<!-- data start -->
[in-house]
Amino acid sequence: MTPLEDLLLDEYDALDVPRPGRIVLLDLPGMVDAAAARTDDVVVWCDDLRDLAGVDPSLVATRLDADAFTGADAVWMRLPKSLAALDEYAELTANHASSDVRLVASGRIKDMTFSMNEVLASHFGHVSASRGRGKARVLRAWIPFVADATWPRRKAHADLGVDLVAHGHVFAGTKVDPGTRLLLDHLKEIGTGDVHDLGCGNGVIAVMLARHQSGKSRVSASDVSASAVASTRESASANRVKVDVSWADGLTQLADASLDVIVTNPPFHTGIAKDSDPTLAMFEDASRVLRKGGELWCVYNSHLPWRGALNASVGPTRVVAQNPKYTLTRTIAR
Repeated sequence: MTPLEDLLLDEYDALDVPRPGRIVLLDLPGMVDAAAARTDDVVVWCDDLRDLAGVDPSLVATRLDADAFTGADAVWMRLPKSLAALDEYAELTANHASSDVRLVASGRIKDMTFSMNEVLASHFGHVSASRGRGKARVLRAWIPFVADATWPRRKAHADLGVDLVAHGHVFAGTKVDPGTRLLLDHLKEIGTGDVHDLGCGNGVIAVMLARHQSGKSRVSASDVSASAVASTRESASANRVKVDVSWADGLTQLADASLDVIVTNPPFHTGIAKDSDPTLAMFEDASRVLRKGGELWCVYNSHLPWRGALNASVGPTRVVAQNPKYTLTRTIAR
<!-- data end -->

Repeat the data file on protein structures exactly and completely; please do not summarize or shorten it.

[in-house]
Amino acid sequence: MTPLEDLLLDEYDALDVPRPGRIVLLDLPGMVDAAAARTDDVVVWCDDLRDLAGVDPSLVATRLDADAFTGADAVWMRLPKSLAALDEYAELTANHASSDVRLVASGRIKDMTFSMNEVLASHFGHVSASRGRGKARVLRAWIPFVADATWPRRKAHADLGVDLVAHGHVFAGTKVDPGTRLLLDHLKEIGTGDVHDLGCGNGVIAVMLARHQSGKSRVSASDVSASAVASTRESASANRVKVDVSWADGLTQLADASLDVIVTNPPFHTGIAKDSDPTLAMFEDASRVLRKGGELWCVYNSHLPWRGALNASVGPTRVVAQNPKYTLTRTIAR
Repeated sequence: MTPLEDLLLDEYDALDVPRPGRIVLLDLPGMVDAAAARTDDVVVWCDDLRDLAGVDPSLVATRLDADAFTGADAVWMRLPKSLAALDEYAELTANHASSDVRLVASGRIKDMTFSMNEVLASHFGHVSASRGRGKARVLRAWIPFVADATWPRRKAHADLGVDLVAHGHVFAGTKVDPGTRLLLDHLKEIGTGDVHDLGCGNGVIAVMLARHQSGKSRVSASDVSASAVASTRESASANRVKVDVSWADGLTQLADASLDVIVTNPPFHTGIAKDSDPTLAMFEDASRVLRKGGELWCVYNSHLPWRGALNASVGPTRVVAQNPKYTLTRTIAR